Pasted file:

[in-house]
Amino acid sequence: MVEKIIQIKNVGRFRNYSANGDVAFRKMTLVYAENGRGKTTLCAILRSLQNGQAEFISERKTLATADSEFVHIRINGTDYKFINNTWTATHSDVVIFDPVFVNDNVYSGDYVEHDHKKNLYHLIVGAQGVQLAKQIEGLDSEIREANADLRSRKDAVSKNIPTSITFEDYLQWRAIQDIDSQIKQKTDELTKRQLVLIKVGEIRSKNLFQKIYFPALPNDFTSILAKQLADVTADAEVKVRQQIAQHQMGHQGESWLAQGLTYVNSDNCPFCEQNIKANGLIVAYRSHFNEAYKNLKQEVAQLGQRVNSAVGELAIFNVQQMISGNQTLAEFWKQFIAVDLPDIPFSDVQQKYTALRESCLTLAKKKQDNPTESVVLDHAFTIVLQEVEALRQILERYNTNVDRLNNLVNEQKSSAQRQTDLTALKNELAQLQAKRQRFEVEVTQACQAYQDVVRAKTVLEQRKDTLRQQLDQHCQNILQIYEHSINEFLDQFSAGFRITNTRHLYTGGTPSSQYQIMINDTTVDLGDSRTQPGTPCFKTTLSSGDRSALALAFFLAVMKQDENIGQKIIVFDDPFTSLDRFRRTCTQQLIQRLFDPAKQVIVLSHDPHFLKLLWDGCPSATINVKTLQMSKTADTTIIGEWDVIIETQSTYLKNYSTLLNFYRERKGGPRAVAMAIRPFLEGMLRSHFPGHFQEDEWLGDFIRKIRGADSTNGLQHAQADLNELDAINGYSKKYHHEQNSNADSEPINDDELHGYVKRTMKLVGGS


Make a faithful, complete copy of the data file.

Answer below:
[in-house]
Amino acid sequence: MVEKIIQIKNVGRFRNYSANGDVAFRKMTLVYAENGRGKTTLCAILRSLQNGQAEFISERKTLATADSEFVHIRINGTDYKFINNTWTATHSDVVIFDPVFVNDNVYSGDYVEHDHKKNLYHLIVGAQGVQLAKQIEGLDSEIREANADLRSRKDAVSKNIPTSITFEDYLQWRAIQDIDSQIKQKTDELTKRQLVLIKVGEIRSKNLFQKIYFPALPNDFTSILAKQLADVTADAEVKVRQQIAQHQMGHQGESWLAQGLTYVNSDNCPFCEQNIKANGLIVAYRSHFNEAYKNLKQEVAQLGQRVNSAVGELAIFNVQQMISGNQTLAEFWKQFIAVDLPDIPFSDVQQKYTALRESCLTLAKKKQDNPTESVVLDHAFTIVLQEVEALRQILERYNTNVDRLNNLVNEQKSSAQRQTDLTALKNELAQLQAKRQRFEVEVTQACQAYQDVVRAKTVLEQRKDTLRQQLDQHCQNILQIYEHSINEFLDQFSAGFRITNTRHLYTGGTPSSQYQIMINDTTVDLGDSRTQPGTPCFKTTLSSGDRSALALAFFLAVMKQDENIGQKIIVFDDPFTSLDRFRRTCTQQLIQRLFDPAKQVIVLSHDPHFLKLLWDGCPSATINVKTLQMSKTADTTIIGEWDVIIETQSTYLKNYSTLLNFYRERKGGPRAVAMAIRPFLEGMLRSHFPGHFQEDEWLGDFIRKIRGADSTNGLQHAQADLNELDAINGYSKKYHHEQNSNADSEPINDDELHGYVKRTMKLVGGS